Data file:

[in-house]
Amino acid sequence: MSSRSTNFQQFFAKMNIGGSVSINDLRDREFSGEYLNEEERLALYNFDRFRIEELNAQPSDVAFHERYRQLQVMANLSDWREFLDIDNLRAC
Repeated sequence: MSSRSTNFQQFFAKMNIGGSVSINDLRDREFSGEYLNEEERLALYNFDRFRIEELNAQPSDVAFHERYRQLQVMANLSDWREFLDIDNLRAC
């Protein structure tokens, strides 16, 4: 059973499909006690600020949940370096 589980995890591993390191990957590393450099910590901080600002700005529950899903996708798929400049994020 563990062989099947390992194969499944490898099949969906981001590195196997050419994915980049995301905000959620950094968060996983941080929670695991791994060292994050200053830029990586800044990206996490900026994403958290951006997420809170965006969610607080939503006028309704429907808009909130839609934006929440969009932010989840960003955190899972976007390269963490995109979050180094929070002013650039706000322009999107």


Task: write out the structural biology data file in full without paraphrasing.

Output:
[in-house]
Amino acid sequence: MSSRSTNFQQFFAKMNIGGSVSINDLRDREFSGEYLNEEERLALYNFDRFRIEELNAQPSDVAFHERYRQLQVMANLSDWREFLDIDNLRAC
Repeated sequence: MSSRSTNFQQFFAKMNIGGSVSINDLRDREFSGEYLNEEERLALYNFDRFRIEELNAQPSDVAFHERYRQLQVMANLSDWREFLDIDNLRAC
């Protein structure tokens, strides 16, 4: 059973499909006690600020949940370096 589980995890591993390191990957590393450099910590901080600002700005529950899903996708798929400049994020 563990062989099947390992194969499944490898099949969906981001590195196997050419994915980049995301905000959620950094968060996983941080929670695991791994060292994050200053830029990586800044990206996490900026994403958290951006997420809170965006969610607080939503006028309704429907808009909130839609934006929440969009932010989840960003955190899972976007390269963490995109979050180094929070002013650039706000322009999107």